More than ever, boiling this concluding year down to the ten so-called best movies feels both arbitrary and reductive. Ideally, I'd have 25 unnumbered slots. I'd cite another five, formally varied nonfiction films: Tchoupitoulas, Detropia, The Ambassador, Only the Young, and How to Survive a Plague. And if I were crafting this list on another day or in another mood, any of the following indies -- all of which deserved larger audiences than they got -- could have made the cut for a Top 10: Bernie, Dark Horse, Keep the Lights On, Damsels in Distress, The Color Wheel, Compliance, Middle of Nowhere, Bonsái, Goodbye First Love, The Day He Arrives.
The upshot being, essentially, that even as studio releases are becoming more generic and/or more obsessed with awards-baiting formulas and/or franchise longevity, the other side of the spectrum is looking pretty good. Great, even: It seems as though more worthy films than ever before are making the leap from the festival circuit to some form of theatrical distribution, while nontraditional distribution options (from streaming to one-night-only pop-ups) are increasingly acquiring happening-like cachet.
So I chose to abstain from voting in the Best Undistributed Film category in the poll conducted by New Times' sister paper the Village Voice. The distinction between "distributed" and "undistributed" seems more artificially binary than ever. Honestly, I'm far more passionate about films that were barely distributed in 2011 (such as Hong Sang-soo's In Another Country and The Day He Arrives) than I am about anything that seems in danger of falling through the theatrical cracks. A dose of perspective: In 2010, at the end of my first year on this job, the overwhelming winner of the Best Undistributed honor in our poll was Jean-Luc Godard's Film Socialisme, which I described as "the only film... whose lack of distribution seems like a scandal." With all of the newish, increasingly viable options for films to be seen, it's difficult to imagine feeling so scandalized today.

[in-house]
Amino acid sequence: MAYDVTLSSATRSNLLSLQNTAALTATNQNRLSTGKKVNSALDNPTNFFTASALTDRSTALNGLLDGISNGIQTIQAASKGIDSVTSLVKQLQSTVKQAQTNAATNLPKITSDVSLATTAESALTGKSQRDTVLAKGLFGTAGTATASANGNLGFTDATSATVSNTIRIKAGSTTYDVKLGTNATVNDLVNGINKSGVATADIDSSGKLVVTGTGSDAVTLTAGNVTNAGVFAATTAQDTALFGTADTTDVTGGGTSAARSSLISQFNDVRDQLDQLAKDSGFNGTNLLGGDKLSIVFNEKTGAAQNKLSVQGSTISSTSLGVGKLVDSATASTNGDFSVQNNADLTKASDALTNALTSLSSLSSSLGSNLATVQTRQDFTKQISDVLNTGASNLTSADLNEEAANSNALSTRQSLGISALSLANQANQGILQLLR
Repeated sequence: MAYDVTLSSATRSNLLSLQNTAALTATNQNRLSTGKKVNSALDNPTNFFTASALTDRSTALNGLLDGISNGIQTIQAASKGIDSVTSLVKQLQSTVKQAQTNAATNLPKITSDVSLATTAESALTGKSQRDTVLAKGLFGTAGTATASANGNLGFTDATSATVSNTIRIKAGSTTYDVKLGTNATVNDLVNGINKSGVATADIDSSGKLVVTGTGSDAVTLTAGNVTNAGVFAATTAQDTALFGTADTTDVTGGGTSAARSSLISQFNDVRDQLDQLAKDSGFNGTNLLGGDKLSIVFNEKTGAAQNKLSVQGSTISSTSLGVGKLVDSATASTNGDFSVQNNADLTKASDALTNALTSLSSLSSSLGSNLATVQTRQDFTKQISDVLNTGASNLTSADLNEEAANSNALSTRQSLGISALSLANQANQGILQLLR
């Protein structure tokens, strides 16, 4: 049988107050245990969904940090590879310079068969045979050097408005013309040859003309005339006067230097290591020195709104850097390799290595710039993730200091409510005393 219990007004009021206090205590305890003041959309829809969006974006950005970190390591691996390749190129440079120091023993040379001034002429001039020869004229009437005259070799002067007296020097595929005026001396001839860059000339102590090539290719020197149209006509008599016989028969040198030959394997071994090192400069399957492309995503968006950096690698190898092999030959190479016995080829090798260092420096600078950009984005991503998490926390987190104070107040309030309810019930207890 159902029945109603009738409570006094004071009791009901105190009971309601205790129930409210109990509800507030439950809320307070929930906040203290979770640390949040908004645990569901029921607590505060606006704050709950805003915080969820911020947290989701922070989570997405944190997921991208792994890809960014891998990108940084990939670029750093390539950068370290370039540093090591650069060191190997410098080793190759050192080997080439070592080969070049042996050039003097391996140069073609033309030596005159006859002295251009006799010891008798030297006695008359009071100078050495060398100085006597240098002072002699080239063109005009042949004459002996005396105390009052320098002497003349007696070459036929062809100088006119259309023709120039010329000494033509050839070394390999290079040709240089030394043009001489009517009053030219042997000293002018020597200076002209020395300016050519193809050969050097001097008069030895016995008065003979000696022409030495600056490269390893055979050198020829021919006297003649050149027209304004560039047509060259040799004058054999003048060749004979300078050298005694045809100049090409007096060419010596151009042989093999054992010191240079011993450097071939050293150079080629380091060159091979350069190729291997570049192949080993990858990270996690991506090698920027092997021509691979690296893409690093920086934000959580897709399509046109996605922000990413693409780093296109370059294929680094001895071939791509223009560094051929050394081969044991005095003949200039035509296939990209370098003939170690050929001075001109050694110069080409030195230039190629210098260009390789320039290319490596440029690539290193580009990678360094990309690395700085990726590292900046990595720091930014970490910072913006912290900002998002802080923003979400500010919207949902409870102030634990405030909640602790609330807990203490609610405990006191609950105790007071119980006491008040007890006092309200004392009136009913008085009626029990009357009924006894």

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Another category in which I went with the "no vote" as protest: animation. On the one hand, this is an admission of personal failure: I didn't review a single purely animated film this year, and I didn't see enough of them to feel fully qualified to evaluate the field. Also, like the distinction between distributed/undistributed, I wonder if the notion of animated versus nonanimated shouldn't be up for redefinition. Where would The Avengers be without computer-animated enhancement? What are films like Life of Pi or The Hobbit if not live-action-animation hybrids, 21st-century versions of Mary Poppins? (That said, I'll take Mary Poppins over any of them.)
One final note: I love Bill Murray in Hyde Park on Hudson so much that I contemplated finding a place here for that soggy, but not totally unsatisfying, presidential farce. In the end, I went with a Top 10 that I can fully defend.